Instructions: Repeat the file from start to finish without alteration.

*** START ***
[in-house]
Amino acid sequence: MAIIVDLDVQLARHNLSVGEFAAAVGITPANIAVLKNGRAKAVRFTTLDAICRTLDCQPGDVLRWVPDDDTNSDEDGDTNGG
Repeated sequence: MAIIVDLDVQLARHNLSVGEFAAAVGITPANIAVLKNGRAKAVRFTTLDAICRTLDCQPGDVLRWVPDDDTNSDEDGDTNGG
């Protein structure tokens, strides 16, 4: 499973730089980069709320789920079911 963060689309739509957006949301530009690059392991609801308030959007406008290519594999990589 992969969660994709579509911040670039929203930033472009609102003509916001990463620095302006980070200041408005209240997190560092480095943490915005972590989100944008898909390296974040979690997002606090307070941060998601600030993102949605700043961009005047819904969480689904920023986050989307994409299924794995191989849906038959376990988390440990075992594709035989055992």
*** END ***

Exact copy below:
[in-house]
Amino acid sequence: MAIIVDLDVQLARHNLSVGEFAAAVGITPANIAVLKNGRAKAVRFTTLDAICRTLDCQPGDVLRWVPDDDTNSDEDGDTNGG
Repeated sequence: MAIIVDLDVQLARHNLSVGEFAAAVGITPANIAVLKNGRAKAVRFTTLDAICRTLDCQPGDVLRWVPDDDTNSDEDGDTNGG
């Protein structure tokens, strides 16, 4: 499973730089980069709320789920079911 963060689309739509957006949301530009690059392991609801308030959007406008290519594999990589 992969969660994709579509911040670039929203930033472009609102003509916001990463620095302006980070200041408005209240997190560092480095943490915005972590989100944008898909390296974040979690997002606090307070941060998601600030993102949605700043961009005047819904969480689904920023986050989307994409299924794995191989849906038959376990988390440990075992594709035989055992």